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Key Features

Essentials of Diagnosis

  • No symptoms in mild or moderate stenosis

  • Cyanosis and a high incidence of right-sided heart failure (HF) in ductal-dependent lesions

  • Right ventricular (RV) lift with systolic ejection click heard at the third left intercostal space

  • S2 widely split with soft to inaudible P2; grade I–VI/VI systolic ejection murmur, maximal at the pulmonary area

  • Dilated pulmonary artery on chest radiograph

General Considerations

  • Accounts for 10% of all congenital heart disease

  • The pulmonary valve annulus is usually small with moderate to marked poststenotic dilation of the main pulmonary artery

  • Obstruction to blood flow across the pulmonary valve causes an increase in RV pressure

  • Pressures greater than systemic are potentially life-threatening and are associated with critical obstruction

  • Because of the increased RV strain, severe right ventricular hypertrophy (RVH) and eventual RV failure can occur

  • When obstruction is severe and the ventricular septum is intact, a right-to-left shunt often occurs at the atrial level through a patent foramen ovale (PFO)

  • In neonates with severe obstruction and minimal antegrade pulmonary blood flow (critical PS),

    • Left-to-right flow through the ductus is essential

    • Prostaglandin is a necessary intervention at the time of birth

    • Infants are cyanotic at presentation

Clinical Findings

  • Mild to moderate obstruction

    • Patients are

      • Acyanotic and asymptomatic

      • Well developed and well nourished

      • Not prone to pulmonary infections

    • Pulses are normal

    • Precordium may be prominent, often with palpable RV heave

    • A systolic thrill is often present in the pulmonary area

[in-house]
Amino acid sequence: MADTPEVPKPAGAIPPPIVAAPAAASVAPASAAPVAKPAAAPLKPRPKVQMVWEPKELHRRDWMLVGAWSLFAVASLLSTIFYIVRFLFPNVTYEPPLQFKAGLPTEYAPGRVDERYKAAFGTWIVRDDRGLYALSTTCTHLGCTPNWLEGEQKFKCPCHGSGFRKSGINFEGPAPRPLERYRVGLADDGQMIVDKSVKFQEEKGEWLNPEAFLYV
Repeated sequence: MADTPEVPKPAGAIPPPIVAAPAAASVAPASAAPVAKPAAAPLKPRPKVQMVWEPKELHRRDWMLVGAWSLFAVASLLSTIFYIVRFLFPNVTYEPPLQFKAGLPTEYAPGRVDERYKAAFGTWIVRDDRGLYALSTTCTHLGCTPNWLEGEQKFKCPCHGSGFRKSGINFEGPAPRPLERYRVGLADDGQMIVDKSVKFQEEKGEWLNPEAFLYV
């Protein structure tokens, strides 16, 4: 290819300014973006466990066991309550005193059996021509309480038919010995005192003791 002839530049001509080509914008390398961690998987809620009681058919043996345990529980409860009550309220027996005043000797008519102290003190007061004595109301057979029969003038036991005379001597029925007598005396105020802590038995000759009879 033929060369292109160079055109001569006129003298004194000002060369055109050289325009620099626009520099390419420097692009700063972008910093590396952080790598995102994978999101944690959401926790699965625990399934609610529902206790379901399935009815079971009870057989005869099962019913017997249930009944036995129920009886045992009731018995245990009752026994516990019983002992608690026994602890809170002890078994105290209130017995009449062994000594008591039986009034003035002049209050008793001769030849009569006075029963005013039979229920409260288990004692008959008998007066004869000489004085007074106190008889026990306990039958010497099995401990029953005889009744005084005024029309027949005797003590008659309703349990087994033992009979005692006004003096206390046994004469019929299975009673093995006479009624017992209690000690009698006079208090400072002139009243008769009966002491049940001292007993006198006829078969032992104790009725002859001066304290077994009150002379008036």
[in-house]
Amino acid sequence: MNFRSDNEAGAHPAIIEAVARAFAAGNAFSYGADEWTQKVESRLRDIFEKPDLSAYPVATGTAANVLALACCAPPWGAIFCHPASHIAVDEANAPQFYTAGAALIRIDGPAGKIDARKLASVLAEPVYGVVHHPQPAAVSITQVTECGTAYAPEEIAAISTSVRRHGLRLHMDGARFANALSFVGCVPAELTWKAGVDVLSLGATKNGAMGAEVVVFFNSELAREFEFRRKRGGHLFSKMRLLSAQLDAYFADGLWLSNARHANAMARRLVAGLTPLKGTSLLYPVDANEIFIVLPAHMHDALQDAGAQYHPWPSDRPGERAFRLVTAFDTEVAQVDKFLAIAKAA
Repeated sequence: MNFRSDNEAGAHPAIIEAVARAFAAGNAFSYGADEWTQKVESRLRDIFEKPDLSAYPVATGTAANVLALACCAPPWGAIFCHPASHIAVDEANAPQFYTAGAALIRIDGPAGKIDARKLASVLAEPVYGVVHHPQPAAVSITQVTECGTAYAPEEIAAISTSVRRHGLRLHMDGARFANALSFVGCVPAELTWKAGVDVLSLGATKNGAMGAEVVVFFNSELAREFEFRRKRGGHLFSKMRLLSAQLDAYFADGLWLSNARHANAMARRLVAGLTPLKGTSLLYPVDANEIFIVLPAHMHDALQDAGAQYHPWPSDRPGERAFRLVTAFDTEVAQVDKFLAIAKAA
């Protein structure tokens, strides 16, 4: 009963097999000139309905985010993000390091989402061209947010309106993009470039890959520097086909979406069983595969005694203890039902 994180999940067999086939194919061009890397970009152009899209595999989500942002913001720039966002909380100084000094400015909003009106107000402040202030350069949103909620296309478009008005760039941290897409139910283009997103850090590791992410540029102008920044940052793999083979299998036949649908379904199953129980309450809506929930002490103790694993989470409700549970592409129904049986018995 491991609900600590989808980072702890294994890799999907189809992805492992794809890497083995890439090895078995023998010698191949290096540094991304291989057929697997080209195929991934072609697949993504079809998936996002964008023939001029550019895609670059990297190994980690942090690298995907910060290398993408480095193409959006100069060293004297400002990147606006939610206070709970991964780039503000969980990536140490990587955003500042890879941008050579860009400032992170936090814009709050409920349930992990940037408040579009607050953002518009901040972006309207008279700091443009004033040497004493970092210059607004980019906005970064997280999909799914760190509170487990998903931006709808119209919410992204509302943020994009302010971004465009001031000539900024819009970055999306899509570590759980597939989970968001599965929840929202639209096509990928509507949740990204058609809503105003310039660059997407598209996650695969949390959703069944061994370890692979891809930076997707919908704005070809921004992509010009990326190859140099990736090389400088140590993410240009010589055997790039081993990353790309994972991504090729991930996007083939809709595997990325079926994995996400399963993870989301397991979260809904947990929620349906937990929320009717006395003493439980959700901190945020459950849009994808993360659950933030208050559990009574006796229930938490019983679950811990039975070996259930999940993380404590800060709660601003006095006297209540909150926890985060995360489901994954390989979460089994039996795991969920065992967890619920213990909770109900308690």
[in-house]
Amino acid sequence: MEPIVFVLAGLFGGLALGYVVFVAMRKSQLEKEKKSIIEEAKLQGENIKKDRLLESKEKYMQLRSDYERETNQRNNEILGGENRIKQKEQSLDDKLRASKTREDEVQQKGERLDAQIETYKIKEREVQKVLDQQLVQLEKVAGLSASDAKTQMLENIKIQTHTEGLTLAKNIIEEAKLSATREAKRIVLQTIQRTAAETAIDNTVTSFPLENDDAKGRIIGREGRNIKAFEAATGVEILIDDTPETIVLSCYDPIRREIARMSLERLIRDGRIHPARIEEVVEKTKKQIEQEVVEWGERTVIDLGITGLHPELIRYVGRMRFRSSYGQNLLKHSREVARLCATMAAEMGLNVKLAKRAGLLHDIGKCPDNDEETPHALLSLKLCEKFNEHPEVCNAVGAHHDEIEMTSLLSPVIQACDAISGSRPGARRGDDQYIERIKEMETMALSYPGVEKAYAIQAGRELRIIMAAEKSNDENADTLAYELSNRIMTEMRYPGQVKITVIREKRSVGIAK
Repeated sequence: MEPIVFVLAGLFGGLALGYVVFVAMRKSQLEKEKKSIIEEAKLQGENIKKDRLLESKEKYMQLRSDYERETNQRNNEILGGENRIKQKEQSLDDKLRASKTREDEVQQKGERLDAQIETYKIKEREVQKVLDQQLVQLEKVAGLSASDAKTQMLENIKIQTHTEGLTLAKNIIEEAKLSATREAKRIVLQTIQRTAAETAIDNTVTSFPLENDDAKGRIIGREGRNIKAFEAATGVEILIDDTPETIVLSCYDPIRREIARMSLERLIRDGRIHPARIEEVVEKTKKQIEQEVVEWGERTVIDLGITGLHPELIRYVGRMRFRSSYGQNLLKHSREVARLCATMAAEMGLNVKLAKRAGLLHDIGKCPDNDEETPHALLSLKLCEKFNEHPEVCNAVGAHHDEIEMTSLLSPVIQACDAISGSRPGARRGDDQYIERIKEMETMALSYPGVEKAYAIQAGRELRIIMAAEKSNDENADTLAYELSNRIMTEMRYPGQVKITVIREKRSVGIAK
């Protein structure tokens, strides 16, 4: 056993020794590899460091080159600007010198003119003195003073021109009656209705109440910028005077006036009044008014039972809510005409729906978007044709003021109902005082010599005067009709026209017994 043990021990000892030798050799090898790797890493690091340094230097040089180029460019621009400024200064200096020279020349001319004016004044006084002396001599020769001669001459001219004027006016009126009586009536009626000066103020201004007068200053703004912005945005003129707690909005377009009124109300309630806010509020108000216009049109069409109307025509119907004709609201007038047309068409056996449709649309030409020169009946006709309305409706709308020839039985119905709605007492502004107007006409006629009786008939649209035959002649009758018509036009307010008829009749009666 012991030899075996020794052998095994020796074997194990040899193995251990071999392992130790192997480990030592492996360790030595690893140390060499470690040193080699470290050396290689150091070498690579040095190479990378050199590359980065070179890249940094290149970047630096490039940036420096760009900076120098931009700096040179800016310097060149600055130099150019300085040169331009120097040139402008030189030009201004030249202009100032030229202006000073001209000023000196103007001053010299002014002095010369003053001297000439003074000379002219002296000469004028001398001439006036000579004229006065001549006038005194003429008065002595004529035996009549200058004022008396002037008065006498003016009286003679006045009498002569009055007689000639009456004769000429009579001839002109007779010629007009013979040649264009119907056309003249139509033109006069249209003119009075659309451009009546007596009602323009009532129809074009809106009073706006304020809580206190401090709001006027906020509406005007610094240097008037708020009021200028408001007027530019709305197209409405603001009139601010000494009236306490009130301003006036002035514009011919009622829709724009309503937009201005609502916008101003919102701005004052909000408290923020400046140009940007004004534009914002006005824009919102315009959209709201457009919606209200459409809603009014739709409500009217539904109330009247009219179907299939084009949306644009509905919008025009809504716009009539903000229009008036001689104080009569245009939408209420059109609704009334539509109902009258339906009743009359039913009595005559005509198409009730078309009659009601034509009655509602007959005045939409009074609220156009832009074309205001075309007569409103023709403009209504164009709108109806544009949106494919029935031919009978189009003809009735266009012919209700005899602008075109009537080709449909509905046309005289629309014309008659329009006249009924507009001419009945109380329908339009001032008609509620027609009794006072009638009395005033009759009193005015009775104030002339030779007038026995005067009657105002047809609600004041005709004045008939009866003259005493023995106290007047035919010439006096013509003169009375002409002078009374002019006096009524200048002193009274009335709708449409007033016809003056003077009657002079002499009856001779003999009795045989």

• Prominent ejection click of pulmonary origin

      • Heard at the third left intercostal space

      • Varies with respiration, being more prominent during expiration than inspiration

  • Severe obstruction

    • Cyanosis may develop early

    • Click tends to merge with S1

  • S2 varies with the degree of stenosis

    • Normal in mild pulmonic stenosis

    • More widely split and the pulmonary component is softer in moderate pulmonic stenosis

    • Single because the pulmonary component cannot be heard in severe pulmonary stenosis

  • Rough systolic ejection murmur

    • Best heard at the second left interspace

    • Radiates well to the back

    • Usually short in severe pulmonary valve obstruction

  • No diastolic murmurs are audible



  • Radiography

    • Heart size is normal

    • Poststenotic dilation of the main pulmonary artery and the left pulmonary artery often occurs

  • Echocardiography

    • Confirms the diagnosis

    • Defines the anatomy

    • Identifies any associated lesions

    • Pulmonary valve has thickened leaflets with reduced valve leaflet excursion

    • Transvalvular pressure gradient can be estimated accurately by Doppler, which

      • Provides an estimate of RV pressure

      • Can assist in determining the appropriate time to intervene

Diagnostic Procedures

  • Electrocardiography

    • Usually normal with mild obstruction

    • Right axis deviation occurs in moderate to severe stenosis

    • In severe obstruction

      • RVH with an RV strain pattern (deep inversion of the T wave) occurs in the right precordial leads (V3R, V1, V2)


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